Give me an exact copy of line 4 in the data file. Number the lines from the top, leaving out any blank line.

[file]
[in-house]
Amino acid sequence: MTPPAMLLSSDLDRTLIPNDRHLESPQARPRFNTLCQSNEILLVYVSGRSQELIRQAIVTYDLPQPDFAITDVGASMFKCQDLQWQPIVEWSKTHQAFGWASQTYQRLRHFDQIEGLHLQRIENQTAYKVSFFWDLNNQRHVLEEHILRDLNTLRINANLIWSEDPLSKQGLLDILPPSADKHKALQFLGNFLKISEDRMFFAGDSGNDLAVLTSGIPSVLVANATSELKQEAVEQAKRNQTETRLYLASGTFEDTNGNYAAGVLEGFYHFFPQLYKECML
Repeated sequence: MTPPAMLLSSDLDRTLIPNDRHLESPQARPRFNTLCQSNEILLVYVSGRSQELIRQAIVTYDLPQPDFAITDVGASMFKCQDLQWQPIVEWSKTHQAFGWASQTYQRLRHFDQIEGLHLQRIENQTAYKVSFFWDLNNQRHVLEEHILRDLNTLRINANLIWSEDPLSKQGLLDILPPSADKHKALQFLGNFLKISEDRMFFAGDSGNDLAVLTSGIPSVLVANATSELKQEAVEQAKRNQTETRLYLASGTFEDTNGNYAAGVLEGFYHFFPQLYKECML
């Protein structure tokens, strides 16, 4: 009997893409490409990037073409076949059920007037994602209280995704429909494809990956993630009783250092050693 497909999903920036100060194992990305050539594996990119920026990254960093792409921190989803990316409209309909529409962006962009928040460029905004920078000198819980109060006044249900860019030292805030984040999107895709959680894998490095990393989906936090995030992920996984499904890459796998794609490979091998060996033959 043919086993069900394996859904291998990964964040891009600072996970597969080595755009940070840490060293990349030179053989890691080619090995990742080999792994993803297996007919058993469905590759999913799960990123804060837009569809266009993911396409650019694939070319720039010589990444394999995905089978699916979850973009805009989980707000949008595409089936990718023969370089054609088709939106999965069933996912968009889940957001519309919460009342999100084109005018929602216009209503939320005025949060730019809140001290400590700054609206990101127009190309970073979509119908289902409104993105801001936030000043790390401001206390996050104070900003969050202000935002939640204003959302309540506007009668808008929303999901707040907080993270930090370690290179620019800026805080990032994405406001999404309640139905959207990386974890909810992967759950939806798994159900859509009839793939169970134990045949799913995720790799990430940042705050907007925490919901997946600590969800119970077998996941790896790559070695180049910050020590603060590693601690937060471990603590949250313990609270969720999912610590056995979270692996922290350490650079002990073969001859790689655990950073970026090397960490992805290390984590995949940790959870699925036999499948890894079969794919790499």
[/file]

């Protein structure tokens, strides 16, 4: 009997893409490409990037073409076949059920007037994602209280995704429909494809990956993630009783250092050693 497909999903920036100060194992990305050539594996990119920026990254960093792409921190989803990316409209309909529409962006962009928040460029905004920078000198819980109060006044249900860019030292805030984040999107895709959680894998490095990393989906936090995030992920996984499904890459796998794609490979091998060996033959 043919086993069900394996859904291998990964964040891009600072996970597969080595755009940070840490060293990349030179053989890691080619090995990742080999792994993803297996007919058993469905590759999913799960990123804060837009569809266009993911396409650019694939070319720039010589990444394999995905089978699916979850973009805009989980707000949008595409089936990718023969370089054609088709939106999965069933996912968009889940957001519309919460009342999100084109005018929602216009209503939320005025949060730019809140001290400590700054609206990101127009190309970073979509119908289902409104993105801001936030000043790390401001206390996050104070900003969050202000935002939640204003959302309540506007009668808008929303999901707040907080993270930090370690290179620019800026805080990032994405406001999404309640139905959207990386974890909810992967759950939806798994159900859509009839793939169970134990045949799913995720790799990430940042705050907007925490919901997946600590969800119970077998996941790896790559070695180049910050020590603060590693601690937060471990603590949250313990609270969720999912610590056995979270692996922290350490650079002990073969001859790689655990950073970026090397960490992805290390984590995949940790959870699925036999499948890894079969794919790499």